Sciology = Science + Technology

Commonsense in Technology

Beware of writing regex and string functions

Posted by sureshkrishna on August 6, 2008

Recently i was involved in an issue took a week to come to know the root cause. In the end its an eye opener to many who does not give importance to string functions and regex. “Regular expressions and String functions are quite powerful in any language; however utmost importance should be given to such code.”

The issue is very simple. Set of Java Files need to processed to get some annotations and other proprietary stuff and also separate the main class names and inner class names. The customer created Business Entities which may contain inner classes and are passed through a pre-processor. Problem occurs in a particular case when the File name is “BlaSomeClassName_Bla.java” and it contains a inner class “SomeClass”.

–>Inner class name is SIMILAR to main class name.

Lets look at the following code and especially the line 6. This line tries to match the class names given by qdox (java source parser) with the java source file that is currently being processed.

1     if (classes.length == 1) {
2         _javaClass = classes[0];
3     } else {
4         for (int i = 0; i < classes.length; i++) {
5             JavaClass aClass = classes[i];
6             if (aSourceFile.getName().matches(".*" + aClass.getName() + ".*")) {
7                 _javaClass = classes[i];
8                 break;
9             }
10        }
11    }

This is the regular expression that took up my days and nights which rarely has any sort of consistency in execution. In the above example the source that is being processed is the “BlaSomeClassName_Bla.java” and the class names that you get from qdox will be “BlaSomeClassName_Bla” and “SomeClass”. And now probably you would have guessed. In the array “classes”, if the “SomeClass” comes as the first element you are screwed. The regular expression matches the “BlaSomeClassName_Bla” and the processing class is taken as “SomeClass”. Where as the right processing class is “BlaSomeClassName_Bla”.

This issue took quite a few days to really understand and get to the bottom of the code. Many many thanks to eclipse which enables a cool debugging. Conditional debugging is very useful in such scenarios where you would not want to wait for a long time to see the special case. Instead, introduce the right condition and rest is taken care by eclipse. This is what makes the eclipse my favorite IDE.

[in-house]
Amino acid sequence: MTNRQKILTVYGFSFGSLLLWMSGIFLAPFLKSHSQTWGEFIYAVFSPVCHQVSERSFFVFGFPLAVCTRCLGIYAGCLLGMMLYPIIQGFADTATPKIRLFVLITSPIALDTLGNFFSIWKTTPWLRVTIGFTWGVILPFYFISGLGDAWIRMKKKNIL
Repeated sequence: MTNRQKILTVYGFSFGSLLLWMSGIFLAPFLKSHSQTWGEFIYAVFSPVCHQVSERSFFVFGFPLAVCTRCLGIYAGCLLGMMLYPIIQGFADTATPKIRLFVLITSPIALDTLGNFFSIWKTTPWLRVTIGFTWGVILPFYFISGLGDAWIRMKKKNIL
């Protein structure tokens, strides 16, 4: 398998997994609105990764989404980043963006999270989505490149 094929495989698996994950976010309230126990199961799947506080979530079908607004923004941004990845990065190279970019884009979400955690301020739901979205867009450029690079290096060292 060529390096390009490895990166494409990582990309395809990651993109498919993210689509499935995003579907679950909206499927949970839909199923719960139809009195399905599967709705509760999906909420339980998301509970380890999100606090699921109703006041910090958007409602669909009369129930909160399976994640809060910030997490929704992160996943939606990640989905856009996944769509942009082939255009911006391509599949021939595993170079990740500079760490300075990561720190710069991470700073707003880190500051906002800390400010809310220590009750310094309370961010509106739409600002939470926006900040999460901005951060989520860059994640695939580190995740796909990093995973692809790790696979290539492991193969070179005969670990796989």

Do you have any such experiences with strings and regex ?

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9 Responses to “Beware of writing regex and string functions”

  1. cranley said

    I’ll pre-empt this comment by stating I haven’t programmed in Java since the previous Millenium, so please pardon my ignorance.

    In java, does the file name have to be the same name of the outter-most class contained within? In other words, if I had the following class in a .java file:


    public class OutterClass{

    // bunch of stuff

    public class InnerClass{
    // more stuff
    }
    }

    Would the file have to be called OutterClass.java? If so, would using the actual file extension as part of your expression help? Something like the following:

    ...
    JavaClass aClass = classes[i];
    String extension = aSourceFile.Extension; // just pretends this actually exists
    if(aSourceFile.getName().matches(".*" + aClass.getName() + "." + extension)){
    ....

    At the very least you’d be able to finalise where the file name (pre-extension) ends.

    But like I said, I haven’t touched java in 10 years, and I’ve no idea if I’m anywhere close to speaking coherently.

  2. @Cranley

    Only public classes need to be named in a file with the same name.
    e.g. Outer.java can contain

    public class OuterClass {
    class InnerClass {
    }
    }

    class AnotherClass {
    class InnerClass {
    }
    }

  3. @sureshkrishna

    Could you explain more what the code fragment wants to achieve
    Why is the code using matches() rather than an equals() comparison by forming the filename? I would think equals has a better performance than matches.

  4. @Shams

    Its a legacy code which we have from a long time. The only thing i know is that “somehow” this code exists.

    A business entity class might have some business rules as Inner Classes. qdox is used as the java source parser and it would give you all the class names from this source file.
    At this time you need to match the source file name and the class names that qdox gives, so that the “matching class” can be used for further processing.

    As you said i would also imagine that the EXACT match is the right solution with equals(). But the code exists somehow and the successors need to battle these issues out.

  5. @sureshkrishna

    I hope since you have found the bug, you have changed the code to use equals() 🙂
    Btw, thanks for introducing me to qdox, seems a handy tool. I have used the eclipse jdt to parse java files previously but this seems like a handy tools for simple parsing 🙂

  6. Fred said

    if (aSourceFile.getName().matches(“.*” + aClass.getName() + “.*”))

    should simply have been written as:

    if (aSourceFile.getName().indexOf( aClass.getName() ) > -1)

  7. ks said

    How about just creating an interface that you can use to tag all the BlaSomeClassName_Bla classes. That way, there is no need to parse filenames – just check if the class implements this BusinessEntitiy interface and job done. Or have I missed the point here? (I haven’t used qdox so I am not aware of how this preprocessing works)

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